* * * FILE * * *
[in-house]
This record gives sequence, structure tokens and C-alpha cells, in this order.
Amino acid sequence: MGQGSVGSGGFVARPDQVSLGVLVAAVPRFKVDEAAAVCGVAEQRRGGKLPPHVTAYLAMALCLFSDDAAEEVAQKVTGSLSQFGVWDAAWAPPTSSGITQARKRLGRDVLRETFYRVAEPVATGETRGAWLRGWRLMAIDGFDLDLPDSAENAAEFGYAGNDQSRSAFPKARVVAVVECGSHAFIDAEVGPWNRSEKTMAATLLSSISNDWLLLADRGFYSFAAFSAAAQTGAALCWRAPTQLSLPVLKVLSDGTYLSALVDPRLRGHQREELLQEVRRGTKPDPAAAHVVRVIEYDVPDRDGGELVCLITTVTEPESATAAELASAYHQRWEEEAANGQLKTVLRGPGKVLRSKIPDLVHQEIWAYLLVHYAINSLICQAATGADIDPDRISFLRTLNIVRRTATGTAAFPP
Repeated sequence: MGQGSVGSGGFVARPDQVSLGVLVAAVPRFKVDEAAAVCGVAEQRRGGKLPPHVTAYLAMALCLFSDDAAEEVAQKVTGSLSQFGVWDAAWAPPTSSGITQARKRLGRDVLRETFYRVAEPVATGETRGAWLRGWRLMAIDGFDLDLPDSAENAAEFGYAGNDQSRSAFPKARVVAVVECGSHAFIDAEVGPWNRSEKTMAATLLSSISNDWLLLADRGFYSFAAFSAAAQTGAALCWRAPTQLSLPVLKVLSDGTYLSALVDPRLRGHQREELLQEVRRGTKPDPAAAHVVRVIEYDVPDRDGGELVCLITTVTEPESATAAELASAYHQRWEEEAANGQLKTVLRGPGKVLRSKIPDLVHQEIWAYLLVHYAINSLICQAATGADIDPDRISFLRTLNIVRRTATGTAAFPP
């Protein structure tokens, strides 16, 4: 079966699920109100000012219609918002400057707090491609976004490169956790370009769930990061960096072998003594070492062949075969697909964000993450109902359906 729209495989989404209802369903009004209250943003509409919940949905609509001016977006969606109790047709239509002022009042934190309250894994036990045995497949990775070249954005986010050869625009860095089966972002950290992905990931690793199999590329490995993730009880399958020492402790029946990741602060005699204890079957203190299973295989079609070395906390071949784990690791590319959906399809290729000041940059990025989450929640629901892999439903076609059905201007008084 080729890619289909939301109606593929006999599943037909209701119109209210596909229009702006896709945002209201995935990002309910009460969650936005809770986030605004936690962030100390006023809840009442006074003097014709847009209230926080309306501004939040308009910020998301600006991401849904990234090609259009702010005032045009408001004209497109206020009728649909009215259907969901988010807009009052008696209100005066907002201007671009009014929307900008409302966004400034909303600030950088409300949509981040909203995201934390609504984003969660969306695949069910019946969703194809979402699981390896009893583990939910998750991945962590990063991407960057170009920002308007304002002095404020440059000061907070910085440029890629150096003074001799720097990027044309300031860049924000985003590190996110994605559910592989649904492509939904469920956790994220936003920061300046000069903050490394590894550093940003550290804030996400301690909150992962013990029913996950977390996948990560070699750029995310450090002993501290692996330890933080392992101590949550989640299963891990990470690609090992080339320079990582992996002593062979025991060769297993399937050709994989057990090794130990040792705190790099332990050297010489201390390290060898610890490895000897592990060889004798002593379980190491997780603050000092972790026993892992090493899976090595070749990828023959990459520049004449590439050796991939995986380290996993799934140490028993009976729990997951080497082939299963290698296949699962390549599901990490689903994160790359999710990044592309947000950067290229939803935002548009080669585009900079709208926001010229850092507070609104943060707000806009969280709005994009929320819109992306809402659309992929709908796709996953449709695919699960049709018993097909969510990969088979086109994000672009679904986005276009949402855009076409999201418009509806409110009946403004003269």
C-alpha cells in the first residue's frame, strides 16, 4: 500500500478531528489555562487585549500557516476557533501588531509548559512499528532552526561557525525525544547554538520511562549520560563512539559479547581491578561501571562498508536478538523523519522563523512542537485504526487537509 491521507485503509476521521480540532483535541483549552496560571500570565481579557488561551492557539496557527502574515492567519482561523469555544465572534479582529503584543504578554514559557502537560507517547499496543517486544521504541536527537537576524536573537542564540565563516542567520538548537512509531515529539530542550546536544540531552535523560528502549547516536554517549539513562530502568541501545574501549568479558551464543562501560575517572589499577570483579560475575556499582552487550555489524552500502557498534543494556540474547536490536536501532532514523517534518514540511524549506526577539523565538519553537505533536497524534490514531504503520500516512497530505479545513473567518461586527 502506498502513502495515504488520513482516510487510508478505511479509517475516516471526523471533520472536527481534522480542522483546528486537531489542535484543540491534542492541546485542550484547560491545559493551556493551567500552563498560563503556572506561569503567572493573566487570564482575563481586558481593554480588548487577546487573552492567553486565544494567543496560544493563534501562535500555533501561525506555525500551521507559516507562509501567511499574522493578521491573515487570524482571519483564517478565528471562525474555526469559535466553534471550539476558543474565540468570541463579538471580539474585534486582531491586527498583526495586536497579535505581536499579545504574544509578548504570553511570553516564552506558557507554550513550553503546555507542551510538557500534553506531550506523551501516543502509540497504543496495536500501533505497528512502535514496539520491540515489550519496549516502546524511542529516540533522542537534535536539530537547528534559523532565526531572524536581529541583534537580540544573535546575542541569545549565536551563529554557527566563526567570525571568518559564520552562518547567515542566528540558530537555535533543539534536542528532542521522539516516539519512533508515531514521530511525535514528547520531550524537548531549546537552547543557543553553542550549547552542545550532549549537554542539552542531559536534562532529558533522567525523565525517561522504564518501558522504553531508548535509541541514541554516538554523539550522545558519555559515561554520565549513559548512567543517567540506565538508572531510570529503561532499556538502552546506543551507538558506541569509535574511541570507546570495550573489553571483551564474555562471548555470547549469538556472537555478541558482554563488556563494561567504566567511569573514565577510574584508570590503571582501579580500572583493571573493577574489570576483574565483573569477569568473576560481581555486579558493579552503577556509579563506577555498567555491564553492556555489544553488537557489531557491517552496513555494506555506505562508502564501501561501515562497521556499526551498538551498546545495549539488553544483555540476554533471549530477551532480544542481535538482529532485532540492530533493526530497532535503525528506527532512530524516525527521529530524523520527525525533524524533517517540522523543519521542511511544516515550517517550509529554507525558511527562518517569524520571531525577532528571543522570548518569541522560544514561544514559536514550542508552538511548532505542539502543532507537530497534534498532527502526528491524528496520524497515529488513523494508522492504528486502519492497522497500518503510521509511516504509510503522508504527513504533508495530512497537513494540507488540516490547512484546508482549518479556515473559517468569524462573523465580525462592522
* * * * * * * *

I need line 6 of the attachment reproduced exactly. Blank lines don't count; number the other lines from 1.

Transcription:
C-alpha cells in the first residue's frame, strides 16, 4: 500500500478531528489555562487585549500557516476557533501588531509548559512499528532552526561557525525525544547554538520511562549520560563512539559479547581491578561501571562498508536478538523523519522563523512542537485504526487537509 491521507485503509476521521480540532483535541483549552496560571500570565481579557488561551492557539496557527502574515492567519482561523469555544465572534479582529503584543504578554514559557502537560507517547499496543517486544521504541536527537537576524536573537542564540565563516542567520538548537512509531515529539530542550546536544540531552535523560528502549547516536554517549539513562530502568541501545574501549568479558551464543562501560575517572589499577570483579560475575556499582552487550555489524552500502557498534543494556540474547536490536536501532532514523517534518514540511524549506526577539523565538519553537505533536497524534490514531504503520500516512497530505479545513473567518461586527 502506498502513502495515504488520513482516510487510508478505511479509517475516516471526523471533520472536527481534522480542522483546528486537531489542535484543540491534542492541546485542550484547560491545559493551556493551567500552563498560563503556572506561569503567572493573566487570564482575563481586558481593554480588548487577546487573552492567553486565544494567543496560544493563534501562535500555533501561525506555525500551521507559516507562509501567511499574522493578521491573515487570524482571519483564517478565528471562525474555526469559535466553534471550539476558543474565540468570541463579538471580539474585534486582531491586527498583526495586536497579535505581536499579545504574544509578548504570553511570553516564552506558557507554550513550553503546555507542551510538557500534553506531550506523551501516543502509540497504543496495536500501533505497528512502535514496539520491540515489550519496549516502546524511542529516540533522542537534535536539530537547528534559523532565526531572524536581529541583534537580540544573535546575542541569545549565536551563529554557527566563526567570525571568518559564520552562518547567515542566528540558530537555535533543539534536542528532542521522539516516539519512533508515531514521530511525535514528547520531550524537548531549546537552547543557543553553542550549547552542545550532549549537554542539552542531559536534562532529558533522567525523565525517561522504564518501558522504553531508548535509541541514541554516538554523539550522545558519555559515561554520565549513559548512567543517567540506565538508572531510570529503561532499556538502552546506543551507538558506541569509535574511541570507546570495550573489553571483551564474555562471548555470547549469538556472537555478541558482554563488556563494561567504566567511569573514565577510574584508570590503571582501579580500572583493571573493577574489570576483574565483573569477569568473576560481581555486579558493579552503577556509579563506577555498567555491564553492556555489544553488537557489531557491517552496513555494506555506505562508502564501501561501515562497521556499526551498538551498546545495549539488553544483555540476554533471549530477551532480544542481535538482529532485532540492530533493526530497532535503525528506527532512530524516525527521529530524523520527525525533524524533517517540522523543519521542511511544516515550517517550509529554507525558511527562518517569524520571531525577532528571543522570548518569541522560544514561544514559536514550542508552538511548532505542539502543532507537530497534534498532527502526528491524528496520524497515529488513523494508522492504528486502519492497522497500518503510521509511516504509510503522508504527513504533508495530512497537513494540507488540516490547512484546508482549518479556515473559517468569524462573523465580525462592522